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COLON-NUMBER (Version 1)

Issue:        COLON-NUMBER
References:   Parsing of Numbers and Symbols (p339-341, 343-344)
Edit history: 22-Oct-87, Version 1 by Pitman
Status:	      For Internal Discussion

Problem Description:

  CLtL is unclear about whether a colon followed by a potential number
  is a potential number. There are passages which seem to address this
  issue unambiguously but fail.


  Clarify that syntax involving a leading colon followed by a potential
  number is not well-defined. That is, use of notation such as :1, :1/2,
  and :2â??3 in a position where an expression appropriate for READ is
  expected is an error.


  This makes the status quo apparent.

Current Practice:

  Some implementations, such as Symbolics Lisp, claim the right to 
  interpret this as an ``is an error'' situation where their
  upward-compatible extension is to parse ``:1'' as the number 1
  (incidentally, but uninterestingly, expressed in the KEYWORD package).

  Other implementations tokenize ``:1'' as a single token, identify it
  as a symbol, and then parse it as :\1 would be parsed.

Adoption Cost:

  None. This clarification forces no implementations to change.


  Programmer expectations that any useful behavior can be portably relied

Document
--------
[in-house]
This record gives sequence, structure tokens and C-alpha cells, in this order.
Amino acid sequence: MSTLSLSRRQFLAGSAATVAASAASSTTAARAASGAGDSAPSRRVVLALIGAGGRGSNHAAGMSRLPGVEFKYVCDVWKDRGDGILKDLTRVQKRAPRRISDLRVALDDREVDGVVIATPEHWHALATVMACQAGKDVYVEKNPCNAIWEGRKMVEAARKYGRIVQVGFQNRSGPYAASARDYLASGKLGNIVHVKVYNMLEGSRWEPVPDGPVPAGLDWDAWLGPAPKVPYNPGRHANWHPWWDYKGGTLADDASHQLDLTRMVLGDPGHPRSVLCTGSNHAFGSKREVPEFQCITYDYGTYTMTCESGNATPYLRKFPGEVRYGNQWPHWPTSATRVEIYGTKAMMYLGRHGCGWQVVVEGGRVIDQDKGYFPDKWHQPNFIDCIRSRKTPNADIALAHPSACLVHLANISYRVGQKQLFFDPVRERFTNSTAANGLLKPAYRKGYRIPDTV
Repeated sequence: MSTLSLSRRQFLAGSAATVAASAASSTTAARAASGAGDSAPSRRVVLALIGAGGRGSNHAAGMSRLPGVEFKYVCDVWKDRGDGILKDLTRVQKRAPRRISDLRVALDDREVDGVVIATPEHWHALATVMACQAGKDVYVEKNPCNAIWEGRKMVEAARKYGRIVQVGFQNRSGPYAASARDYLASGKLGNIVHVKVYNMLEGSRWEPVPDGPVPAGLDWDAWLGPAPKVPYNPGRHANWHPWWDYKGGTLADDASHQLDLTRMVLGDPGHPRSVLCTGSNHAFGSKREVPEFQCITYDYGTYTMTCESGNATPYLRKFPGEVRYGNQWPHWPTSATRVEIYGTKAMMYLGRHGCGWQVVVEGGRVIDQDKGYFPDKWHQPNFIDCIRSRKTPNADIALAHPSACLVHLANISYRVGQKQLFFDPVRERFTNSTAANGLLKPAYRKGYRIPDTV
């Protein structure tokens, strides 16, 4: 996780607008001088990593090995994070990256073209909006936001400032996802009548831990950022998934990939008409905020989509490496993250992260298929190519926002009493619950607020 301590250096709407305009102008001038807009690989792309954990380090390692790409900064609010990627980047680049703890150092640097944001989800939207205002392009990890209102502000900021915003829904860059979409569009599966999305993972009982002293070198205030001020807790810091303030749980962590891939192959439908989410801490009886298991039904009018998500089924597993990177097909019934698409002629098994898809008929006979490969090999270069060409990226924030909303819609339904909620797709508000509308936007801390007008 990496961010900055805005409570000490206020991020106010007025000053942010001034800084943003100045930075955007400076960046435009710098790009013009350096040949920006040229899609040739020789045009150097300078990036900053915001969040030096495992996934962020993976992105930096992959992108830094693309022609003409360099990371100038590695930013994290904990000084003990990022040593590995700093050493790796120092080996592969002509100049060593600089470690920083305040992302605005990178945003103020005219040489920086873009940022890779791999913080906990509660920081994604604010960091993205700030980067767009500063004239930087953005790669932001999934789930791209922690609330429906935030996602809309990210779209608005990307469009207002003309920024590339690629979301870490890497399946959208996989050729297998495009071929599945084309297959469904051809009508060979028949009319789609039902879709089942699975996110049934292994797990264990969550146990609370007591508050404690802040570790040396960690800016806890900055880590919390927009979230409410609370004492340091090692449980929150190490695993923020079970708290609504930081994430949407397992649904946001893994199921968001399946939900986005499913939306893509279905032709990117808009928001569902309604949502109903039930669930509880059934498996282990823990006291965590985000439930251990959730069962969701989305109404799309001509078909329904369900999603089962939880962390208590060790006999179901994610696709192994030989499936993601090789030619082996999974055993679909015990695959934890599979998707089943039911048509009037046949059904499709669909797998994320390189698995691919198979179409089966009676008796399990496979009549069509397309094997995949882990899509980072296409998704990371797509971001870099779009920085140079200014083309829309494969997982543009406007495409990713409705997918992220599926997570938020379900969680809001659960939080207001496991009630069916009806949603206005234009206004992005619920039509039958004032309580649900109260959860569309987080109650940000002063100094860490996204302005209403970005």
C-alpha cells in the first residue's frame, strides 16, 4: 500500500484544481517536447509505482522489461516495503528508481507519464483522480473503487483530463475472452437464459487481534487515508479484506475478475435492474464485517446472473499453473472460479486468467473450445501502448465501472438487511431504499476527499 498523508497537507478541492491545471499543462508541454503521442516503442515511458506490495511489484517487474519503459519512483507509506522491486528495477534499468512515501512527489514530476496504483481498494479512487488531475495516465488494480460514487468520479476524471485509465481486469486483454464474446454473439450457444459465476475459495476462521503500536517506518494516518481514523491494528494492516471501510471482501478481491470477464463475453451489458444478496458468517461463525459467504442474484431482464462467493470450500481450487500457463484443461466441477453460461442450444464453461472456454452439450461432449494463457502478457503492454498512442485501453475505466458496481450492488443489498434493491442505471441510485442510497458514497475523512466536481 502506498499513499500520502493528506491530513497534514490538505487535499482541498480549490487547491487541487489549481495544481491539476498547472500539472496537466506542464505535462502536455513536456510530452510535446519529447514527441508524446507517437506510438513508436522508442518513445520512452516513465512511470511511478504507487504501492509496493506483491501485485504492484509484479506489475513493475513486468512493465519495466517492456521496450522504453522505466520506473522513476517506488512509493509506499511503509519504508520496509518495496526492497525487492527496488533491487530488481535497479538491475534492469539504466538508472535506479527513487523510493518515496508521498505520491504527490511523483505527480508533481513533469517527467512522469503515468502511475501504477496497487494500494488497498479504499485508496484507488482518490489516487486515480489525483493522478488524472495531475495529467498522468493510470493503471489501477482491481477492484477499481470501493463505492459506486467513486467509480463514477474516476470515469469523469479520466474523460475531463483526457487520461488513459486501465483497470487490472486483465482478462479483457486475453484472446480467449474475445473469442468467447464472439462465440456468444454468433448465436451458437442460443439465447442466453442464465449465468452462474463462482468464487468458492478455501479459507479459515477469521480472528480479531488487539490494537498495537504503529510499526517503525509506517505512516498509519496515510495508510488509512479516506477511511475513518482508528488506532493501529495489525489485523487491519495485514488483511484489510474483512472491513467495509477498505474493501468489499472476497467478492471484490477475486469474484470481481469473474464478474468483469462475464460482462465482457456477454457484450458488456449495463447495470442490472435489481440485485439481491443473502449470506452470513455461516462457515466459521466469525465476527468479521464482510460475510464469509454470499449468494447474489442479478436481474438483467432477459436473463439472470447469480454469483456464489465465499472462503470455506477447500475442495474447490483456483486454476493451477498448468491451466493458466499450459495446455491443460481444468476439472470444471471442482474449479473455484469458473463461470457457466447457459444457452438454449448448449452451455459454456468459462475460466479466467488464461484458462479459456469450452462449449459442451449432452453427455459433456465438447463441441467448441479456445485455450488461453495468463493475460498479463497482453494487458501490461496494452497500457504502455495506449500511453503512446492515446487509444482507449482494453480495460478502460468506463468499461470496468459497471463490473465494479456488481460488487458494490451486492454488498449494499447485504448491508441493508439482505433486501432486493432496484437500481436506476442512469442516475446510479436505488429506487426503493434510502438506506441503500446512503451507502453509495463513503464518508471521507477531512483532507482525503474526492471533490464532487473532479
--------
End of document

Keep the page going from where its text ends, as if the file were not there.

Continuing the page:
upon in this pathological case should be soundly trounced.

Conversion Cost:

  Slight. Some users may have mistakenly believed that this was an aspect
  of the language that was guaranteed and may have written programs that
  exploited that belief. Such incidences are probably very rare, however.
  Also, even in the few cases where such code fortuitously worked,
  implementations are likely to continue to support it so such code will
  probably continue to fortuitously work in many of those rare situations.


  Arguably a slight improvement in visual aesthetics. What was already 
  a pretty marginal syntax is discouraged.


  Pitman supports this clarification. He thinks this issue is not a big
  deal, but it does crop up often enough to be a nuisance. It would be
  nice to have everyone acknowledge a unified position, even if that only
  meant agreeing to disagree.